The B.C. Human Rights Tribunal has declined to dismiss a complaint by a Langley couple who object to their neighbours’ smoking. This is the second time in two years that the tribunal has refused to dismiss a complaint of this nature.
Paul and Rose Kabatoff, who own their suite, alleged to the tribunal that Strata Corporation Plan NW 2767 discriminated against them on the basis of physical disability. According to an October 13 preliminary decision by tribunal member Marlene Tyshynski, they both suffer from respiratory illnesses and allergies that are exacerbated by secondhand smoke.
About 14 months ago, smokers moved into the suite below. The Kabatoffs sought assistance from the strata corporation, and even provided a letter from their doctor.
“The Kabatoffs allege that the Strata Corp. has refused to do anything about the second-hand smoke issue and that they were generally told that if they had a problem with people smoking they should move,” Tyshynski wrote in her two-page decision.
The president of the strata corporation, Agnes Janzen, denied there was any discrimination. She told the tribunal that the building does not have a no-smoking bylaw, and therefore has no authority to respond to the complaint.
“Ms. Janzen denies that the Kabatoffs were told that if smoking was injurious to their health they should move,” Tyshynski added.
Janzen applied to have the complaint dismissed on a preliminary basis.
She argued that because there wasn’t a ban on smoking in an owner’s private suite or on a balcony in the building, there was no basis for the complaint. Tyshynski, however, refused her application to dismiss. In her decision, Tyshynski wrote that if the Kabatoffs established that they have disabilities that are made worse by secondhand smoke, then the strata corporation’s failure to accommodate their disabilities could constitute discrimination under the B.C. Human Rights Code.
Tyshynski issued a similar decision last year in a human-rights case involving a tenant who objected to her neighbours smoking in a social-housing complex. Sheila Abraham filed a complaint against the Greater Vancouver Housing Corp., B.C. Housing, Metro Vancouver, and the B.C. government, and she raised a systemic and an individual allegation of discrimination.
Abraham stated that she has multiple disabilities, including “hyper-reactive airway disease caused by second-hand smoke”.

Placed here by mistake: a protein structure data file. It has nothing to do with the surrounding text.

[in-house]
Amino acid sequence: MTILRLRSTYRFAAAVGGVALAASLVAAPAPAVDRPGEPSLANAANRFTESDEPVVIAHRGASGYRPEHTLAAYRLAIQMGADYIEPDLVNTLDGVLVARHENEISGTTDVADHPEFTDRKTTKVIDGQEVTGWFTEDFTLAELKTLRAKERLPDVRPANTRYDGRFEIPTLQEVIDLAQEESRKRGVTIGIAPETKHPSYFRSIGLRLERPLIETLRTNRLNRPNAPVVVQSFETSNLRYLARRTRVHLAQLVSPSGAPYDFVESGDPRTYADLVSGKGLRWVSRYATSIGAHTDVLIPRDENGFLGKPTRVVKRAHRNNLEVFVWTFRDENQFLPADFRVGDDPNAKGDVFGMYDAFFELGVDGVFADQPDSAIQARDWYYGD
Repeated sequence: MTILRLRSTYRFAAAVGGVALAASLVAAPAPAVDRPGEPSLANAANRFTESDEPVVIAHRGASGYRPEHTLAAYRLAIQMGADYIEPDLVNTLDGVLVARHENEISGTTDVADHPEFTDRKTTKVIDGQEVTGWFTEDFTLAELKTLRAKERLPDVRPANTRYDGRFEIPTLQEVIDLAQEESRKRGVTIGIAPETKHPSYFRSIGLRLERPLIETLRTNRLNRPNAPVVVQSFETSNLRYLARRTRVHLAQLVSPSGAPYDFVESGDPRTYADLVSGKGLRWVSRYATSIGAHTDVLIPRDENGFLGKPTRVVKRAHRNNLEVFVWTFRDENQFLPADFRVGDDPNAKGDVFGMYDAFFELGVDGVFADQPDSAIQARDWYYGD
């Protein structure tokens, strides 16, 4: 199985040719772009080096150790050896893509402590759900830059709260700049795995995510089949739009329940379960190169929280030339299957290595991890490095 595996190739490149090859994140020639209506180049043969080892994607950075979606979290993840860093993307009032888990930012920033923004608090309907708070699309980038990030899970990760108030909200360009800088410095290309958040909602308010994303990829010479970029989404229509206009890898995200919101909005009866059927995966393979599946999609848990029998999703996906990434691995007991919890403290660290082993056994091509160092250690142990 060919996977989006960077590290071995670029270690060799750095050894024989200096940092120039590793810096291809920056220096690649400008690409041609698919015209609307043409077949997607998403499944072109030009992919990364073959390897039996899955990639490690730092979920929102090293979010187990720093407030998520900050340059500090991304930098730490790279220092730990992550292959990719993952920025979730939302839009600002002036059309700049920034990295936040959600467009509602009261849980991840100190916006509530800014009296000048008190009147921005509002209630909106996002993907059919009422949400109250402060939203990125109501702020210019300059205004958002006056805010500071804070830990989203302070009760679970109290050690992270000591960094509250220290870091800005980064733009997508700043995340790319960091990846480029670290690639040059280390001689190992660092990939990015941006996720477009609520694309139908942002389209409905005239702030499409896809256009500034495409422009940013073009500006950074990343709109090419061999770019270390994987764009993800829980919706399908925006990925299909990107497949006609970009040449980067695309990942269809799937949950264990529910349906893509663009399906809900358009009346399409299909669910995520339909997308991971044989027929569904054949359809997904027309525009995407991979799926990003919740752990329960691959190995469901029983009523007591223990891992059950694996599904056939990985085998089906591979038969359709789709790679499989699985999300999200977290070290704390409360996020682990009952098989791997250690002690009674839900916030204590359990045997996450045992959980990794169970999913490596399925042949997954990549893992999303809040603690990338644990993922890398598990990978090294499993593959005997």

She claimed that she suffered discrimination because of the respondents’ reluctance to provide smoke-free housing.
Under Section 8 of the B.C. Human Rights Code, a person must not discriminate against a person or a class of persons because of the person’s race, colour, ancestry, place of origin, religion, marital status, family status, physical or mental disability, sex, sexual orientation, or age.
Under Section 10 of the code, a person must not deny a person the right to occupy space as a tenant that is represented as being available for occupancy by a tenant or discriminate against a person or a class of persons regarding a term or condition of the tenancy.
There is no law against smoking in multi-unit residential buildings.
Last year, the Georgia Straight reported that the Greater Vancouver Housing Corporation, which operates 54 properties, had launched a pilot project at the 86-unit Heather Place in Vancouver, the building where Abraham lived. As part of the project, certain areas of the complex were declared smoke-free.
According to Tyshynski’s preliminary decision, which was issued on February 1, 2008, there were three smokers in the six-plex inhabited by Abraham. Two moved out after the GVHC board declared the building smoke-free. However, a tenant who lives below her stayed.
“Ms. Abraham submits that her allegations against the Ministry and BC Housing are of discrimination against persons with disabilities, in the course of their performance of their roles as funder, overseer and administrator of public housing in BC,” Tyshynski wrote, adding that the complaints were not about the day-to-day operation of public housing or issues relating to tenancy.
She concluded that the final determination would be best achieved at a hearing.
If people with respiratory problems—such as the Kabatoffs and Abraham—are successful with their complaints about the effects of secondhand smoke, this could lead to a lot more complaints coming forward in the future.